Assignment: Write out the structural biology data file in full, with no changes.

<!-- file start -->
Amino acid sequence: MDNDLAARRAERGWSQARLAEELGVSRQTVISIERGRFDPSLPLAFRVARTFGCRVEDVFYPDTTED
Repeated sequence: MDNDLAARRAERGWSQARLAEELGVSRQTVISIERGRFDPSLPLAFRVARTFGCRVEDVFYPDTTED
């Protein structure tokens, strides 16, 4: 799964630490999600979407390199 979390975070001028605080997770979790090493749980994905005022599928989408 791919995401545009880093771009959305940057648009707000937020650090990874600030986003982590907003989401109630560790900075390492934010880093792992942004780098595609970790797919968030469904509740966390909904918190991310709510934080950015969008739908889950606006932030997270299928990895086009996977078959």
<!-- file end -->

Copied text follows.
Amino acid sequence: MDNDLAARRAERGWSQARLAEELGVSRQTVISIERGRFDPSLPLAFRVARTFGCRVEDVFYPDTTED
Repeated sequence: MDNDLAARRAERGWSQARLAEELGVSRQTVISIERGRFDPSLPLAFRVARTFGCRVEDVFYPDTTED
């Protein structure tokens, strides 16, 4: 799964630490999600979407390199 979390975070001028605080997770979790090493749980994905005022599928989408 791919995401545009880093771009959305940057648009707000937020650090990874600030986003982590907003989401109630560790900075390492934010880093792992942004780098595609970790797919968030469904509740966390909904918190991310709510934080950015969008739908889950606006932030997270299928990895086009996977078959």